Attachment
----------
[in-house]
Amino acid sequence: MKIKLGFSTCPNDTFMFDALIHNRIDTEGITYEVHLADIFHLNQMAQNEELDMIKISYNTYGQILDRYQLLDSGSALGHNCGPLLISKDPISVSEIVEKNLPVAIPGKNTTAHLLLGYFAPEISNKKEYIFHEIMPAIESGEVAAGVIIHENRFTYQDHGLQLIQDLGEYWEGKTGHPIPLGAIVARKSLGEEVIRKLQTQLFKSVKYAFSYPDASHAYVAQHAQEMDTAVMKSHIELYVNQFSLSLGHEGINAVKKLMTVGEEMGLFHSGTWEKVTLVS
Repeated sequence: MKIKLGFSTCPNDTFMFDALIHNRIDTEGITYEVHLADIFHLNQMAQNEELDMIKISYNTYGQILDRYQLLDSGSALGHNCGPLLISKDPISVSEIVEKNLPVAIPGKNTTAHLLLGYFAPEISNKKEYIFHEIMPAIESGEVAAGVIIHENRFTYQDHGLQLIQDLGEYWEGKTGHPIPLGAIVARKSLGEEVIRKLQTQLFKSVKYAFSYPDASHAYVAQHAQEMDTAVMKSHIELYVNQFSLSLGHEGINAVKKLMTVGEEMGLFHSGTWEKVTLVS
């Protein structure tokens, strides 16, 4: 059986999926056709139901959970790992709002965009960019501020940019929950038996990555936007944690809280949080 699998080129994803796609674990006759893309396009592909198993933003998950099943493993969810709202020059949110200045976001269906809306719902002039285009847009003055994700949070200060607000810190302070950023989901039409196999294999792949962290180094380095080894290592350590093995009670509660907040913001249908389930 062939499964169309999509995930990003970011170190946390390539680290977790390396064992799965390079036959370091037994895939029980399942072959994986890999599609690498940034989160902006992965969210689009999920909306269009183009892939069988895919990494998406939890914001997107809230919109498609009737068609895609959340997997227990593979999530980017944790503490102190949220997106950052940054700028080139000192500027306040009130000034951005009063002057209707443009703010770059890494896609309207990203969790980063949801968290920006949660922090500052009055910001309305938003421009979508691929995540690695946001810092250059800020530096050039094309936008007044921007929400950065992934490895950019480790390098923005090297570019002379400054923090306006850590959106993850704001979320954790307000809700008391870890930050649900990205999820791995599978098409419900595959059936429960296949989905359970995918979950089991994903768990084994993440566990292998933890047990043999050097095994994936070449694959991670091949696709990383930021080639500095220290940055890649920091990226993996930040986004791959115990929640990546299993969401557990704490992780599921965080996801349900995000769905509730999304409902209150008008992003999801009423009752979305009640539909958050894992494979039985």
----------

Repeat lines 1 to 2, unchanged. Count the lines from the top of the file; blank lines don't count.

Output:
[in-house]
Amino acid sequence: MKIKLGFSTCPNDTFMFDALIHNRIDTEGITYEVHLADIFHLNQMAQNEELDMIKISYNTYGQILDRYQLLDSGSALGHNCGPLLISKDPISVSEIVEKNLPVAIPGKNTTAHLLLGYFAPEISNKKEYIFHEIMPAIESGEVAAGVIIHENRFTYQDHGLQLIQDLGEYWEGKTGHPIPLGAIVARKSLGEEVIRKLQTQLFKSVKYAFSYPDASHAYVAQHAQEMDTAVMKSHIELYVNQFSLSLGHEGINAVKKLMTVGEEMGLFHSGTWEKVTLVS